Cleaning the Path – A PowerShell One-liner

I’m not super crazy about writing one-liners in PowerShell, but I ran across a fun problem which was quick to write as a one-liner.  I’ll give that here with a little explanation, and follow up in a couple of days with a more polished advanced function solution.

Anyway, the problem was that I was working on a computer and happened to take a look at the PATH environment variable and saw a lot of directories in the path that were no longer valid. Apparently efforts to clean up the machine (e.g. removing old Visual Studio and SQL Server installs) didn’t include fixing the path.
To see if you have this problem, you can easily see your PATH with the following line of PowerShell (and no, this isn’t the one-liner)


When I saw the output (which included 48 different folders) I knew I needed to fix it.
Since Test-Path is an easy way to see if a folder exists, I quickly wrote the following to see which entries were bad:

$env:path -split ';' | where {!(Test-Path $_  )}

That listed 11 that were bad, but I also got an error because apparently there were some adjacent semicolons, meaning that $_ was set to an empty string which Test-Path didn’t like.
A quick addition made it not complain:

$env:path -split ';' | where {$_ -and !(Test-Path $_  )}

This gave me the list of directories that I needed to eliminate. Reversing the logic a bit to get the directories I want to retain looked like this:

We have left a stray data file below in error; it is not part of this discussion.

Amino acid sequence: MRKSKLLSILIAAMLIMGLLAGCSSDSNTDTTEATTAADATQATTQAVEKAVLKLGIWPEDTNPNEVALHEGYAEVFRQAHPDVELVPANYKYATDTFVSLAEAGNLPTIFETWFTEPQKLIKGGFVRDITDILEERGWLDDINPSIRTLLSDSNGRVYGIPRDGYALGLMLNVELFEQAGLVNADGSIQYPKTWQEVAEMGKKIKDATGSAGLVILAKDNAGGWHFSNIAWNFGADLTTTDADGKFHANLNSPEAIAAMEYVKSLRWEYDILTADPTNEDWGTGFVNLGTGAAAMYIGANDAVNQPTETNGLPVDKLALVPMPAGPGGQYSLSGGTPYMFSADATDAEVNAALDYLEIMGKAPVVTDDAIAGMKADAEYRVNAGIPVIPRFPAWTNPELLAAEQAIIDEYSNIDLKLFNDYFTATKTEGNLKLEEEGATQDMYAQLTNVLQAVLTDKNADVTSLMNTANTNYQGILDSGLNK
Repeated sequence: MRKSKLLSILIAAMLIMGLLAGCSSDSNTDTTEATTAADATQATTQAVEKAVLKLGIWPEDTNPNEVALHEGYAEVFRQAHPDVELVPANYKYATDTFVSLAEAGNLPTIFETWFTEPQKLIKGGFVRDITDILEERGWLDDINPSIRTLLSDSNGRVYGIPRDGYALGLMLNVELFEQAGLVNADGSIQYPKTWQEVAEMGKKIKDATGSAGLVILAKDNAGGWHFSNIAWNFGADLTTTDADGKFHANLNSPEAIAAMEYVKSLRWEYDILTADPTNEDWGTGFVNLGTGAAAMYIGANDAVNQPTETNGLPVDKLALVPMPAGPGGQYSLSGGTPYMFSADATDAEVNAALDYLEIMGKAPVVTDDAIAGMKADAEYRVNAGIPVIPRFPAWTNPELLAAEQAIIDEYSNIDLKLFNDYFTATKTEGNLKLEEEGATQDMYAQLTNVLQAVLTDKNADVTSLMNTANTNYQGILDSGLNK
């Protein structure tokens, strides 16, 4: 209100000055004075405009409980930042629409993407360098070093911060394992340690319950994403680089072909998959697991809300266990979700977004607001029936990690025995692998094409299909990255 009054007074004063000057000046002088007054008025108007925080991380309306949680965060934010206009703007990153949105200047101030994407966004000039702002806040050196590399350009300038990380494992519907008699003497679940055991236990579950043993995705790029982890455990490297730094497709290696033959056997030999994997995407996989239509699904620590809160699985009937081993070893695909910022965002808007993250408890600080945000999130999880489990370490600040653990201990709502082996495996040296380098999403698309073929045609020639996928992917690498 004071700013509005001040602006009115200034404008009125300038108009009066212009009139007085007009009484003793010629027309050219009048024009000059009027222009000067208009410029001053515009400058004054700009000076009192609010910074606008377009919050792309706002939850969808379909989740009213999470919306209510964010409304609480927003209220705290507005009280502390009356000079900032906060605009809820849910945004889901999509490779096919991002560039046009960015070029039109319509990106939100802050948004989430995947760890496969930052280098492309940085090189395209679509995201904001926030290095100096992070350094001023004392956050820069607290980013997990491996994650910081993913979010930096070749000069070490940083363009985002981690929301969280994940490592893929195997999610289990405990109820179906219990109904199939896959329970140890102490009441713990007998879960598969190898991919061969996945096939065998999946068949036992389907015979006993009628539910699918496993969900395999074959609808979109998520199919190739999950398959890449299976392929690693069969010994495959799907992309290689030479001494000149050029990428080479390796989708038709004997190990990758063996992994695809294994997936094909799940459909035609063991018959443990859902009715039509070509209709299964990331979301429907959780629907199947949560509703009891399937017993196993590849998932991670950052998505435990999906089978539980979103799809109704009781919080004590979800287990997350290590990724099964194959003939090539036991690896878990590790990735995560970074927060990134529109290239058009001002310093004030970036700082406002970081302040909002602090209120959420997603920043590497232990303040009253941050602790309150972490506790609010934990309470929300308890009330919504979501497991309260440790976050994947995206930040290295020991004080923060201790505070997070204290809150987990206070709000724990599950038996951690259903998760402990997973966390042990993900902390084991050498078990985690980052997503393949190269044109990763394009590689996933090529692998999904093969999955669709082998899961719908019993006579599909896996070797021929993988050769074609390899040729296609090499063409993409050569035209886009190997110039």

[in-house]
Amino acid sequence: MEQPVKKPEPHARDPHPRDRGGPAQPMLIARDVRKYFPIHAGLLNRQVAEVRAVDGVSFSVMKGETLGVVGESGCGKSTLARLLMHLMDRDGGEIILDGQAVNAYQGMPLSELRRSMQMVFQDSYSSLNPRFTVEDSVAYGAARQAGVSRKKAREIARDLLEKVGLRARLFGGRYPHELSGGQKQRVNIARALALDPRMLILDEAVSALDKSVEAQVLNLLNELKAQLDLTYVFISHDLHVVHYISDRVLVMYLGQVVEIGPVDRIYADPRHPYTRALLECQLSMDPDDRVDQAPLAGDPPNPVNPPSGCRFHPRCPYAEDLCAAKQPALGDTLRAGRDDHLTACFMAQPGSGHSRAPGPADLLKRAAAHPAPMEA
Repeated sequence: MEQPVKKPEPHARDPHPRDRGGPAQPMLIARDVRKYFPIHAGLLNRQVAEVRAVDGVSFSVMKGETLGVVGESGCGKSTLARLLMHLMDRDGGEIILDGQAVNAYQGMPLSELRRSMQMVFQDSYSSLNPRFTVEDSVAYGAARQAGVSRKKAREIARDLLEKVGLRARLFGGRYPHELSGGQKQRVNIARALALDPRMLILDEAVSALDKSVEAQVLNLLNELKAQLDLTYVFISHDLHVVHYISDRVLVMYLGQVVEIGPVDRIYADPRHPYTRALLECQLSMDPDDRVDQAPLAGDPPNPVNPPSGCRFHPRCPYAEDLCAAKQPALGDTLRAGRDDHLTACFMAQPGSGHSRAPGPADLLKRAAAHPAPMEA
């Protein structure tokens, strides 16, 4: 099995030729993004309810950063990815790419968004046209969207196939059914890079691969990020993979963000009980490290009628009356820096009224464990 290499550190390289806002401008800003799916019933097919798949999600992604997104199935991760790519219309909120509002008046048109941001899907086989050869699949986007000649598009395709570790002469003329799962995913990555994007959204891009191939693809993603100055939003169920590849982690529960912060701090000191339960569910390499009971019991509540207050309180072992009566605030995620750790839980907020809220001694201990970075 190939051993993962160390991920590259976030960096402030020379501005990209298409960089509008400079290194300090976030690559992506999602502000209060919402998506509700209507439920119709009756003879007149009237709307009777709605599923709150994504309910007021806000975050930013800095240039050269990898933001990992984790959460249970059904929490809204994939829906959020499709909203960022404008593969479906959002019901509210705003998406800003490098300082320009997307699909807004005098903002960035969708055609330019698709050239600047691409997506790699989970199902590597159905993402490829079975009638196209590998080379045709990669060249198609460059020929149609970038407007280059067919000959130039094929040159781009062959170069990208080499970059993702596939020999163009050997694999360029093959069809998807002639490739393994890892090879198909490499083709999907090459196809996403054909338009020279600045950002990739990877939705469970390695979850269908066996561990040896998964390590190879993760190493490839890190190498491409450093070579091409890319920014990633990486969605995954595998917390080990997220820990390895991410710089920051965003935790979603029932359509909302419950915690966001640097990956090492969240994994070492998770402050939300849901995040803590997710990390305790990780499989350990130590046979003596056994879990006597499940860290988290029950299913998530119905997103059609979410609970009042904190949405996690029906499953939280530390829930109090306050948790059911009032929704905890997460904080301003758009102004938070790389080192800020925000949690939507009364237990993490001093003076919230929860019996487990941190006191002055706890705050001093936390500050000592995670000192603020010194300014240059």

$env:path -split ';' | where {$_ -and (Test-Path $_  )}

Looking better, but now I notice that some directories are listed more than once ($PSHOME, for example is listed 6 times).
Adding a quick uniqueness check:

$env:path -split ';' | where {$_ -and (Test-Path $_  )}| select-object -unique

That gives a much better list.
I then added -Join to paste these back together.

($env:path -split ';' | where {$_ -and (Test-Path $_  )}| select-object -unique) -join ';'

And that looks like a good value for $env:Path.
If I just needed to set it for the current session, I could do this:

$env:path=($env:path -split ';' | where {$_ -and (Test-Path $_  )}| select-object -unique) -join ';'

But that isn’t particularly useful. Before I do anything permanent, though, I should save the current PATH somewhere. We can use the System.Environment class to set environment variables for the machine and copy the existing PATH to a new environment variable.


The final one-liner is this (and it’s not pretty):

[System.Environment]::SetEnvironmentVariable('Path',($env:path -split ';' | where {$_ -and (Test-Path $_  )}| select-object -unique) -join ';','Machine')

Ok…that was a fun exercise. PowerShell continually impresses me with how easy it is do to things.

Got any good ideas for ways to improve this?

Let me know in the comments, and watch for the follow-up article in a couple of days about rewriting this as a real advanced function.